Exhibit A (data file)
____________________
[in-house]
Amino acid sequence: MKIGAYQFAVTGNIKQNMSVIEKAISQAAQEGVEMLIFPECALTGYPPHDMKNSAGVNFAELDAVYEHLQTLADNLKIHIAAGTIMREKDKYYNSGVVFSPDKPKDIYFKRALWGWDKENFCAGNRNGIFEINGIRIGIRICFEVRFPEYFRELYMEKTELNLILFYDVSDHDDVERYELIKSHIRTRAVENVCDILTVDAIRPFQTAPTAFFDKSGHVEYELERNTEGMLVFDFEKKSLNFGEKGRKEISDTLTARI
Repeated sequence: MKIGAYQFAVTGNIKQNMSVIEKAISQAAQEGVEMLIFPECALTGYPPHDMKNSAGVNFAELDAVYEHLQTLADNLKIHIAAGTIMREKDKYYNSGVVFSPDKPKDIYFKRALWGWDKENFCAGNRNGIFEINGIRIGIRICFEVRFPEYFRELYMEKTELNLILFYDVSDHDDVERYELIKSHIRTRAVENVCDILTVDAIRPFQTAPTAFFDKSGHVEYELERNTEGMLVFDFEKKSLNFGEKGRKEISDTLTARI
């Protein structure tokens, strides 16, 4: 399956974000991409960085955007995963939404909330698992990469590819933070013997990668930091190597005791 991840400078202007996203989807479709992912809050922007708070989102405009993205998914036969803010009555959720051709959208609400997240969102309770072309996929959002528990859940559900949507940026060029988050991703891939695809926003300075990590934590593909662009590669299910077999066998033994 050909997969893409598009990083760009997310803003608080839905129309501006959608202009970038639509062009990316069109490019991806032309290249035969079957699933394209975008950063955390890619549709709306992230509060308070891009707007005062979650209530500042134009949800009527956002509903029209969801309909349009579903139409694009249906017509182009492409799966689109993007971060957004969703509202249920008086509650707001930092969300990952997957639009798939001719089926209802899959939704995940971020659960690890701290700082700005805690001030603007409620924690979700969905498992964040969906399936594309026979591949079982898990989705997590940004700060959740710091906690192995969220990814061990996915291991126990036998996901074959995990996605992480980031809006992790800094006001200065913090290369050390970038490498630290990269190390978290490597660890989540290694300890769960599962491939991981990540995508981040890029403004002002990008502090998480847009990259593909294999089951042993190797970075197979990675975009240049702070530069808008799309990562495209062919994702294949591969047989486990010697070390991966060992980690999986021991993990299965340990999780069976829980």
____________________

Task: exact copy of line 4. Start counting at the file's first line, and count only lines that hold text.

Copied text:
């Protein structure tokens, strides 16, 4: 399956974000991409960085955007995963939404909330698992990469590819933070013997990668930091190597005791 991840400078202007996203989807479709992912809050922007708070989102405009993205998914036969803010009555959720051709959208609400997240969102309770072309996929959002528990859940559900949507940026060029988050991703891939695809926003300075990590934590593909662009590669299910077999066998033994 050909997969893409598009990083760009997310803003608080839905129309501006959608202009970038639509062009990316069109490019991806032309290249035969079957699933394209975008950063955390890619549709709306992230509060308070891009707007005062979650209530500042134009949800009527956002509903029209969801309909349009579903139409694009249906017509182009492409799966689109993007971060957004969703509202249920008086509650707001930092969300990952997957639009798939001719089926209802899959939704995940971020659960690890701290700082700005805690001030603007409620924690979700969905498992964040969906399936594309026979591949079982898990989705997590940004700060959740710091906690192995969220990814061990996915291991126990036998996901074959995990996605992480980031809006992790800094006001200065913090290369050390970038490498630290990269190390978290490597660890989540290694300890769960599962491939991981990540995508981040890029403004002002990008502090998480847009990259593909294999089951042993190797970075197979990675975009240049702070530069808008799309990562495209062919994702294949591969047989486990010697070390991966060992980690999986021991993990299965340990999780069976829980």